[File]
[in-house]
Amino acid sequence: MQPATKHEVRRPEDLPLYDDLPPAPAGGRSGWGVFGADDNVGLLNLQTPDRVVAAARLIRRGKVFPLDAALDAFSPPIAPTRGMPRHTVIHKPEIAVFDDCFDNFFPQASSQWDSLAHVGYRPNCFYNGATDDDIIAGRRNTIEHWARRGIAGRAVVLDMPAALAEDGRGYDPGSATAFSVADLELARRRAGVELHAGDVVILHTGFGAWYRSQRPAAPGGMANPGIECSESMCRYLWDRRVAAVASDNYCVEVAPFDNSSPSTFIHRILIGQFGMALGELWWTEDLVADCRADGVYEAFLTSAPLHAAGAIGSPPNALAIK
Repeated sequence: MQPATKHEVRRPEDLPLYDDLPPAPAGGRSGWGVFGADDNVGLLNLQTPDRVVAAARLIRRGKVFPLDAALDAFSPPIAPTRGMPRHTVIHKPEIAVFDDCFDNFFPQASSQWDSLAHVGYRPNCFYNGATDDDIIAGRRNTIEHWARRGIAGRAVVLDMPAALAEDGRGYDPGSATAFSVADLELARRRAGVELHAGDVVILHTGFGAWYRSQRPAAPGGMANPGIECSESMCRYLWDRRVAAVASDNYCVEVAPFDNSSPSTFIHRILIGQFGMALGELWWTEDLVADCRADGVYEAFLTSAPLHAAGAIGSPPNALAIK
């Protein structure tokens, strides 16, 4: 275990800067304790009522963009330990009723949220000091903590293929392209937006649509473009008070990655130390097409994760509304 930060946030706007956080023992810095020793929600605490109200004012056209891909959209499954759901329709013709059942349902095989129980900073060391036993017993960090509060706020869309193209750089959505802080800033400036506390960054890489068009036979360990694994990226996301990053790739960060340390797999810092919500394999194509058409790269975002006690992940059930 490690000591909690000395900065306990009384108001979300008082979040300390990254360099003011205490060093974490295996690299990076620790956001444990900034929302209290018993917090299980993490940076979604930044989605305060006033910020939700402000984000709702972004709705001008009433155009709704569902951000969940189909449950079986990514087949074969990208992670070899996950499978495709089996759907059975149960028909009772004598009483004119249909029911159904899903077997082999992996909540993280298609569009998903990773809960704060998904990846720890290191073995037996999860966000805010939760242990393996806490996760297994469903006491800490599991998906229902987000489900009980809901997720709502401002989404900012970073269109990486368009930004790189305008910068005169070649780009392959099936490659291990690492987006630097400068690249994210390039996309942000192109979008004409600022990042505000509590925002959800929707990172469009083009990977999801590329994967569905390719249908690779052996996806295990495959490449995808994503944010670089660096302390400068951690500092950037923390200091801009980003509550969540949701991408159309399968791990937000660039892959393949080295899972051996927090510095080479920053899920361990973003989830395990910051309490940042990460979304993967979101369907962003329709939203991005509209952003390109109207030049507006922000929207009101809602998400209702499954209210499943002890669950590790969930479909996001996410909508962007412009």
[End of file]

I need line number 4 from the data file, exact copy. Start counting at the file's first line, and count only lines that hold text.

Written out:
């Protein structure tokens, strides 16, 4: 275990800067304790009522963009330990009723949220000091903590293929392209937006649509473009008070990655130390097409994760509304 930060946030706007956080023992810095020793929600605490109200004012056209891909959209499954759901329709013709059942349902095989129980900073060391036993017993960090509060706020869309193209750089959505802080800033400036506390960054890489068009036979360990694994990226996301990053790739960060340390797999810092919500394999194509058409790269975002006690992940059930 490690000591909690000395900065306990009384108001979300008082979040300390990254360099003011205490060093974490295996690299990076620790956001444990900034929302209290018993917090299980993490940076979604930044989605305060006033910020939700402000984000709702972004709705001008009433155009709704569902951000969940189909449950079986990514087949074969990208992670070899996950499978495709089996759907059975149960028909009772004598009483004119249909029911159904899903077997082999992996909540993280298609569009998903990773809960704060998904990846720890290191073995037996999860966000805010939760242990393996806490996760297994469903006491800490599991998906229902987000489900009980809901997720709502401002989404900012970073269109990486368009930004790189305008910068005169070649780009392959099936490659291990690492987006630097400068690249994210390039996309942000192109979008004409600022990042505000509590925002959800929707990172469009083009990977999801590329994967569905390719249908690779052996996806295990495959490449995808994503944010670089660096302390400068951690500092950037923390200091801009980003509550969540949701991408159309399968791990937000660039892959393949080295899972051996927090510095080479920053899920361990973003989830395990910051309490940042990460979304993967979101369907962003329709939203991005509209952003390109109207030049507006922000929207009101809602998400209702499954209210499943002890669950590790969930479909996001996410909508962007412009």